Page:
Azure Service Bus simplifies enterprise messaging scenarios by leveraging familiar queue and topic subscription semantics over the industry-driven Advanced Message Queuing Protocol (AMQP). It offers customers a fully managed platform as a service (PaaS) offering with deep integrations with Azure services to provide a messaging broker with high throughput, reliable latency while ensuring high availability, secure design, and scalability as a first-class experience. We aim to offer Azure Service Bus for customer workloads on most application stacks and ecosystems.
In keeping with that vision, we’re excited to announce preview support for Java Message Service (JMS) 2.0 over AMQP in Azure Service Bus premium tier. With this, we empower customers to seamlessly lift and shift their Java and Spring workloads to Azure while also helping them modernize their application stack with best in class enterprise messaging in the cloud.
As enterprise customers look to lift and shift their workloads to Azure, they may take the opportunity to modernize their application stack by leveraging cloud-native Azure offerings. This is more appropriate for components on the data plane, storing or moving data, which benefit from moving away from an infrastructure as a service (IaaS) hosted setup to a more cloud-native PaaS setup.
With databases and data stores, the establishment of standardized APIs and protocols has paved the way for seamless migration, wherein the application is agnostic of the actual provider or implementation of this standardized API and with negligible or configuration only code changes, the applications can move from their current on-premises provider to Azure’s fully managed PaaS offering with expected behavior.
The enterprise messaging ecosystem has been largely fragmented compared to the data ecosystem until the recent AMQP 1.0 protocol standardization in 2011 that drove consistent behavior across all enterprise message brokers guaranteed by the protocol implementation. However, this still did not lead to a standardized API contract, perpetuating the fragmentation in the enterprise messaging space.
The Java Enterprise community (and by extension, Spring) has made some forward strides with the Java Message Service (JMS 1.1 and 2.0) specification to standardize the API utilized by producer and consumer applications when interacting with an enterprise messaging broker. The Apache QPID community furthered this by its implementation of the JMS API specification over AMQP. QPID-JMS, whether standalone or as part of the Spring JMS package, is the de-facto JMS implementation for most enterprise customers working with a variety of message brokers.
Connect existing applications with Azure Service Bus over AMQP
With the feature list supported with this preview (with full parity planned by general availability), Azure Service Bus supports all Java Message Service API contracts, enabling customers to bring their existing applications to Azure without rewriting the application. Here is a list of JMS features that are supported today:
- Temporary queues.
- Temporary topics.
- Shared durable subscriptions.
- Shared non-durable subscriptions.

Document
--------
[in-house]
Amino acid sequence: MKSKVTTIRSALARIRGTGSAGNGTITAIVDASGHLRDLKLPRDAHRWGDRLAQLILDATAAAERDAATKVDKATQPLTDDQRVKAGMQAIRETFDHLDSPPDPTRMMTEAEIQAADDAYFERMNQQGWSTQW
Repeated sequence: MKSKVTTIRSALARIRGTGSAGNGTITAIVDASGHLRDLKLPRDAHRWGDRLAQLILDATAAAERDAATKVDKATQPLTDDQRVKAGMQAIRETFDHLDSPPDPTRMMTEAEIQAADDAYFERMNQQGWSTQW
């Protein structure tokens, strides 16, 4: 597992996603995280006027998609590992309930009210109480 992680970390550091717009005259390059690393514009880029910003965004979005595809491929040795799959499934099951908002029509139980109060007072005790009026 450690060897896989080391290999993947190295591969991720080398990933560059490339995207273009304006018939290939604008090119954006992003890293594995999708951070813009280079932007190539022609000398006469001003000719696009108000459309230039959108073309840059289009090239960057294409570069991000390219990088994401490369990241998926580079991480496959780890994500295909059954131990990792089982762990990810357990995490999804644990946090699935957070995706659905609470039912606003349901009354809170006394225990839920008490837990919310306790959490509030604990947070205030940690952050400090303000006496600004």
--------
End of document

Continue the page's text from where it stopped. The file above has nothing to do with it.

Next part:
- Unshared durable subscriptions.
- Unshared non-durable subscriptions.
- Auto-creation of all the above entities (if they don’t already exist).
- Message selectors.
- Sending messages with delivery delay (scheduled messages).
Seamless migration from on-premises or IaaS hosted JMS provider to Azure Service Bus
To connect an existing JMS based application with Azure Service Bus, simply add the Azure Service Bus JMS Maven package or the Azure Service Bus starter for Spring boot to the application’s pom.xml and add the Azure Service Bus connection string to the configuration parameters.
Simple pricing, painless deployments, and scalable resourcing
By leveraging Azure Service Bus JMS support, customers can now avoid the overhead of procuring licenses, managing an enterprise messaging broker on their own IaaS Compute, simplify cost management with a fixed price per messaging unit, and by leveraging automatic scale up and down provisioning to address variability in workloads.
Integrate with other Azure offerings to further modernize your application stack
You can also leverage Azure Service Bus integration with other Azure offerings to modernize and simplify the application stack. Here are some ways on how you can do that.
- Azure Logic Apps: Utilize Azure Logic Apps connectors for Azure Service Bus to replace various critical business workflows with a simple low-code pay-as-you-go serverless offering.
- Azure Functions: Utilize Azure Functions triggers for Azure Service Bus to replace custom applications with a simple pay-as-you-go serverless PaaS offering.
- Azure Monitor and Alerts: Utilize Azure monitor and alerts to keep an eye on the Azure Service Bus Namespace, Queue, Topics, and Subscriptions level metrics.
- Azure KeyVault: Utilize integration with Azure KeyVault to encrypt the data on the namespace with a customer-managed key.
- Virtual Networks and Private endpoints: Secure access to Azure Service Bus using Virtual network service endpoints. Connect with a cloud-hosted service via an address hosted on your private network using Private endpoints.